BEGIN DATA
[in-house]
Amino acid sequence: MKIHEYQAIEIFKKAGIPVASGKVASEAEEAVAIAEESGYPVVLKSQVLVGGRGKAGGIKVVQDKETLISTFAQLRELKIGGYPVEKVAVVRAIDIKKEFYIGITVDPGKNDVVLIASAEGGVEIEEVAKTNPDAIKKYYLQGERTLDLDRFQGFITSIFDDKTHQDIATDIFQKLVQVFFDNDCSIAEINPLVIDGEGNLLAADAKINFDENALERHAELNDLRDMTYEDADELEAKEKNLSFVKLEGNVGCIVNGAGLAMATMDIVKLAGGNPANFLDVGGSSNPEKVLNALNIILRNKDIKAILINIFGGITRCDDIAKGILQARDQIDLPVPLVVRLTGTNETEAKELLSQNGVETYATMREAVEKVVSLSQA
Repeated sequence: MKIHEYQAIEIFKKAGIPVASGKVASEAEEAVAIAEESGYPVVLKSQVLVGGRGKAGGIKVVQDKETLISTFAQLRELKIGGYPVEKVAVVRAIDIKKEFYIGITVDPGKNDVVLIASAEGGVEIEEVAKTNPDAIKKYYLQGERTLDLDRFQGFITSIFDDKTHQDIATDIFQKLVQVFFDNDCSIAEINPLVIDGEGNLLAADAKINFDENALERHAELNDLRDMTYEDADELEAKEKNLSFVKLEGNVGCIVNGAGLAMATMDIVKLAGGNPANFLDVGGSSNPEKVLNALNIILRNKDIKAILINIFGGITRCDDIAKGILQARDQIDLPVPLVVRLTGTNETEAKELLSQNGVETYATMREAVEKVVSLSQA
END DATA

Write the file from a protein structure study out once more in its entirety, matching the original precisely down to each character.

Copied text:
[in-house]
Amino acid sequence: MKIHEYQAIEIFKKAGIPVASGKVASEAEEAVAIAEESGYPVVLKSQVLVGGRGKAGGIKVVQDKETLISTFAQLRELKIGGYPVEKVAVVRAIDIKKEFYIGITVDPGKNDVVLIASAEGGVEIEEVAKTNPDAIKKYYLQGERTLDLDRFQGFITSIFDDKTHQDIATDIFQKLVQVFFDNDCSIAEINPLVIDGEGNLLAADAKINFDENALERHAELNDLRDMTYEDADELEAKEKNLSFVKLEGNVGCIVNGAGLAMATMDIVKLAGGNPANFLDVGGSSNPEKVLNALNIILRNKDIKAILINIFGGITRCDDIAKGILQARDQIDLPVPLVVRLTGTNETEAKELLSQNGVETYATMREAVEKVVSLSQA
Repeated sequence: MKIHEYQAIEIFKKAGIPVASGKVASEAEEAVAIAEESGYPVVLKSQVLVGGRGKAGGIKVVQDKETLISTFAQLRELKIGGYPVEKVAVVRAIDIKKEFYIGITVDPGKNDVVLIASAEGGVEIEEVAKTNPDAIKKYYLQGERTLDLDRFQGFITSIFDDKTHQDIATDIFQKLVQVFFDNDCSIAEINPLVIDGEGNLLAADAKINFDENALERHAELNDLRDMTYEDADELEAKEKNLSFVKLEGNVGCIVNGAGLAMATMDIVKLAGGNPANFLDVGGSSNPEKVLNALNIILRNKDIKAILINIFGGITRCDDIAKGILQARDQIDLPVPLVVRLTGTNETEAKELLSQNGVETYATMREAVEKVVSLSQA